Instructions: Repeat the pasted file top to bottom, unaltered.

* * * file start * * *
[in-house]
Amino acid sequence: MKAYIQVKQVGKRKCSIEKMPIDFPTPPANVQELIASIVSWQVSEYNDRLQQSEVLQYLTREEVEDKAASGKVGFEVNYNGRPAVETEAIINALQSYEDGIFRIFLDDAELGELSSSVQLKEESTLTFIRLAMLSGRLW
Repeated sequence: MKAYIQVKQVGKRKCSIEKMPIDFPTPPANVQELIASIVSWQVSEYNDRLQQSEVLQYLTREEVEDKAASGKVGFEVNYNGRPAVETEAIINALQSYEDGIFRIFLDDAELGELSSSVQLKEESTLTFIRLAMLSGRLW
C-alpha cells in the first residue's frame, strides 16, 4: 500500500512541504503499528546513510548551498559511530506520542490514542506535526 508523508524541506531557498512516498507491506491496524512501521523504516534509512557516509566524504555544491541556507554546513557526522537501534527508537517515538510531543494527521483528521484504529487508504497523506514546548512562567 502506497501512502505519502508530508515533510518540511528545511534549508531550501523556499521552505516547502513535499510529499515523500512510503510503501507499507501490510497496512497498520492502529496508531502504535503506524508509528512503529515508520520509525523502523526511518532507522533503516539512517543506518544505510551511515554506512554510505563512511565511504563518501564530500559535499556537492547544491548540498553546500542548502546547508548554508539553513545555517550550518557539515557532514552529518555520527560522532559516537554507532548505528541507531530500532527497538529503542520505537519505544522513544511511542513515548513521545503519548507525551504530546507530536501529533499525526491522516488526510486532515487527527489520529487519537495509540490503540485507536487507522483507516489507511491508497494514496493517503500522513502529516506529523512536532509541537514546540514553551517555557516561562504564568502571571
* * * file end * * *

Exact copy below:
[in-house]
Amino acid sequence: MKAYIQVKQVGKRKCSIEKMPIDFPTPPANVQELIASIVSWQVSEYNDRLQQSEVLQYLTREEVEDKAASGKVGFEVNYNGRPAVETEAIINALQSYEDGIFRIFLDDAELGELSSSVQLKEESTLTFIRLAMLSGRLW
Repeated sequence: MKAYIQVKQVGKRKCSIEKMPIDFPTPPANVQELIASIVSWQVSEYNDRLQQSEVLQYLTREEVEDKAASGKVGFEVNYNGRPAVETEAIINALQSYEDGIFRIFLDDAELGELSSSVQLKEESTLTFIRLAMLSGRLW
C-alpha cells in the first residue's frame, strides 16, 4: 500500500512541504503499528546513510548551498559511530506520542490514542506535526 508523508524541506531557498512516498507491506491496524512501521523504516534509512557516509566524504555544491541556507554546513557526522537501534527508537517515538510531543494527521483528521484504529487508504497523506514546548512562567 502506497501512502505519502508530508515533510518540511528545511534549508531550501523556499521552505516547502513535499510529499515523500512510503510503501507499507501490510497496512497498520492502529496508531502504535503506524508509528512503529515508520520509525523502523526511518532507522533503516539512517543506518544505510551511515554506512554510505563512511565511504563518501564530500559535499556537492547544491548540498553546500542548502546547508548554508539553513545555517550550518557539515557532514552529518555520527560522532559516537554507532548505528541507531530500532527497538529503542520505537519505544522513544511511542513515548513521545503519548507525551504530546507530536501529533499525526491522516488526510486532515487527527489520529487519537495509540490503540485507536487507522483507516489507511491508497494514496493517503500522513502529516506529523512536532509541537514546540514553551517555557516561562504564568502571571